Dark Rooms (March 3, 2015) by Lili Anolik

Dark RoomsDark Rooms by Lili Anolik

My rating: 2 of 5 stars

Thank you to William Morrow for my advance reader’s edition of Dark Rooms, by Lili Anolik.
Dark Rooms has been variously promoted as a combination of Twin Peaks, Megan Abbott, and The Secret History. To me, these descriptions didn’t fit the book, and so, I felt disappointed.
There is a little of the wonderful creepy, quirky, hallucinatory quality of Twin Peaks, especially in one scene at the end of the novel, but the strangeness that made Twin Peaks so unique is
lacking in Dark Rooms.
In the same way, Dark Rooms can be compared on the surface to the subject of Megan Abbott’s novels-the social lives of teenage girls-but whereas Abbott’s writing style is visceral and impressionistic, Dark Rooms was told in a much more straight-forward writing style. Megan Abbott describes the sex, jealousy, and cruelty of adolescence in a way that is unsettling and powerful. Lili Anolik used actions, rather than hinting at the deep, shadowy, feelings behind them, to tell her story. And, as to The Secret History comparisons, all I can say is that both novels take place in schools on the East Coast of the United States, and contain characters who do “shocking” things. The gothic mystery of The Secret History is absent in Dark Rooms. In fact, if anything, I am surprised at how little the author of Dark Rooms took advantage of what could have been a gothic setting; attending a private prep school next to a graveyard has never felt so prosaic!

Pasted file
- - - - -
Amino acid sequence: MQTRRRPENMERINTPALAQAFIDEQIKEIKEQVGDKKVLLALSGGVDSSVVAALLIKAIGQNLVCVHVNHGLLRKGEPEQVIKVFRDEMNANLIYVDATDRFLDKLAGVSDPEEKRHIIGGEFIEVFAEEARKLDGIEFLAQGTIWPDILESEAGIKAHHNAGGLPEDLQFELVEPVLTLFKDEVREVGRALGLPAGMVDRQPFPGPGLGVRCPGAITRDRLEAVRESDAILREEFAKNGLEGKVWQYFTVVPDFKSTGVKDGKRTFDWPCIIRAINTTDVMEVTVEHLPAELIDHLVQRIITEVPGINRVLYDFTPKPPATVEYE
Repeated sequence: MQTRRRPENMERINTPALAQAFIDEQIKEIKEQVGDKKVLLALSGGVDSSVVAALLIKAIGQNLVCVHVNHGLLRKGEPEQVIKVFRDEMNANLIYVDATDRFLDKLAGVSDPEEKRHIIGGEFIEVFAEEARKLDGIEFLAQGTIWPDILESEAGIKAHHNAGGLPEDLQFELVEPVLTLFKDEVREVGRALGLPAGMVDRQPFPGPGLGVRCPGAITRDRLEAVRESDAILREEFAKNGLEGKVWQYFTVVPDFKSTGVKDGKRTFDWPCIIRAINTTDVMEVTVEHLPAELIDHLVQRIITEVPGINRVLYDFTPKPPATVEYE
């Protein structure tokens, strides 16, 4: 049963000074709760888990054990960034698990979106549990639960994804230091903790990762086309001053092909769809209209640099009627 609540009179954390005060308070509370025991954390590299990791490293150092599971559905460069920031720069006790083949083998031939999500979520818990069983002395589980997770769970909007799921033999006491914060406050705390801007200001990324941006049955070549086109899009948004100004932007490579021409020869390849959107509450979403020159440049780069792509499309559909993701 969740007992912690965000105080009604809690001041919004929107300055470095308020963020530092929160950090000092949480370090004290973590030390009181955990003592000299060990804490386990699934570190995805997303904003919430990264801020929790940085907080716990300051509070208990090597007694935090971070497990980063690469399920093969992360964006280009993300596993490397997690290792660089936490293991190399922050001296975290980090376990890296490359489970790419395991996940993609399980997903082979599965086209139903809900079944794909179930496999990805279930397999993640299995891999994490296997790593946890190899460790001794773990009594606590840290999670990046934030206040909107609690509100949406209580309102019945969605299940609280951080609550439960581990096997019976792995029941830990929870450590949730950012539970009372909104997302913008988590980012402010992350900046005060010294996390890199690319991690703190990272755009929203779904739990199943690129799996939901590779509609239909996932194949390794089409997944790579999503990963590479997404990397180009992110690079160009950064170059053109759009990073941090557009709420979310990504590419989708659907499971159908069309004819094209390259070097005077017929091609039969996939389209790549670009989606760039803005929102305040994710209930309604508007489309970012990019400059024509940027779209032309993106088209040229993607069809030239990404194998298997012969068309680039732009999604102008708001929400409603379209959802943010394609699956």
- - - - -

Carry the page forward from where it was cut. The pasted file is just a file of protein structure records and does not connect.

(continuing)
Ultimately, I did not connect strongly with any of the characters. I wanted to root for the narrator, Grace, as well as to Damon, her partner in trying to solve the mystery of her sister’s death.
But they both acted, (or thought) in ways that seemed slightly sociopathic- not all the time, but enough that I just couldn’t fully empathize with them.
In the end, Dark Rooms was readable. It just wasn’t any of the things I had hoped it would be, and, a few days after finishing it, I find myself forgetting it. Dark Rooms is the kind of novel I’d recommend reading on a plane or while waiting for a doctor’s appointment. It’s easy to lose yourself in, but not something you’ll miss if you get distracted.

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